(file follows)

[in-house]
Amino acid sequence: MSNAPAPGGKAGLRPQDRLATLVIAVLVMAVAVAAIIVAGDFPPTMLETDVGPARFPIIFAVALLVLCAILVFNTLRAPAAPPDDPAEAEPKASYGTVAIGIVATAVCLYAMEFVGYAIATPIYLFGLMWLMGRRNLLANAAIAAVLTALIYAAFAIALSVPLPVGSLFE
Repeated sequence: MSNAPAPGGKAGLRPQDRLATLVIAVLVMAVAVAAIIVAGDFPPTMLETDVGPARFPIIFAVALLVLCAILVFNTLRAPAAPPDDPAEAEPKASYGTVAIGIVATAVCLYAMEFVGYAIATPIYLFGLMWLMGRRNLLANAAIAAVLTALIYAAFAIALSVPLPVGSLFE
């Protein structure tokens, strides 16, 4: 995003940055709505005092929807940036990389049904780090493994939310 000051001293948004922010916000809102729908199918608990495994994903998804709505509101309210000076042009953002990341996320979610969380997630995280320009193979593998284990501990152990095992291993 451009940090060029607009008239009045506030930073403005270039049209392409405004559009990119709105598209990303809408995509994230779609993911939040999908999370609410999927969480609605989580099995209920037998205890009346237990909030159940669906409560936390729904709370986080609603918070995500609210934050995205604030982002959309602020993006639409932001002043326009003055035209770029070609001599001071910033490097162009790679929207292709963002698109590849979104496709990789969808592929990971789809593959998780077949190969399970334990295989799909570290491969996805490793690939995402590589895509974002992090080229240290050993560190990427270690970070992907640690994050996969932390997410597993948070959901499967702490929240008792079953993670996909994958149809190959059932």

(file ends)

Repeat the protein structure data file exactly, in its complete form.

[in-house]
Amino acid sequence: MSNAPAPGGKAGLRPQDRLATLVIAVLVMAVAVAAIIVAGDFPPTMLETDVGPARFPIIFAVALLVLCAILVFNTLRAPAAPPDDPAEAEPKASYGTVAIGIVATAVCLYAMEFVGYAIATPIYLFGLMWLMGRRNLLANAAIAAVLTALIYAAFAIALSVPLPVGSLFE
Repeated sequence: MSNAPAPGGKAGLRPQDRLATLVIAVLVMAVAVAAIIVAGDFPPTMLETDVGPARFPIIFAVALLVLCAILVFNTLRAPAAPPDDPAEAEPKASYGTVAIGIVATAVCLYAMEFVGYAIATPIYLFGLMWLMGRRNLLANAAIAAVLTALIYAAFAIALSVPLPVGSLFE
């Protein structure tokens, strides 16, 4: 995003940055709505005092929807940036990389049904780090493994939310 000051001293948004922010916000809102729908199918608990495994994903998804709505509101309210000076042009953002990341996320979610969380997630995280320009193979593998284990501990152990095992291993 451009940090060029607009008239009045506030930073403005270039049209392409405004559009990119709105598209990303809408995509994230779609993911939040999908999370609410999927969480609605989580099995209920037998205890009346237990909030159940669906409560936390729904709370986080609603918070995500609210934050995205604030982002959309602020993006639409932001002043326009003055035209770029070609001599001071910033490097162009790679929207292709963002698109590849979104496709990789969808592929990971789809593959998780077949190969399970334990295989799909570290491969996805490793690939995402590589895509974002992090080229240290050993560190990427270690970070992907640690994050996969932390997410597993948070959901499967702490929240008792079953993670996909994958149809190959059932």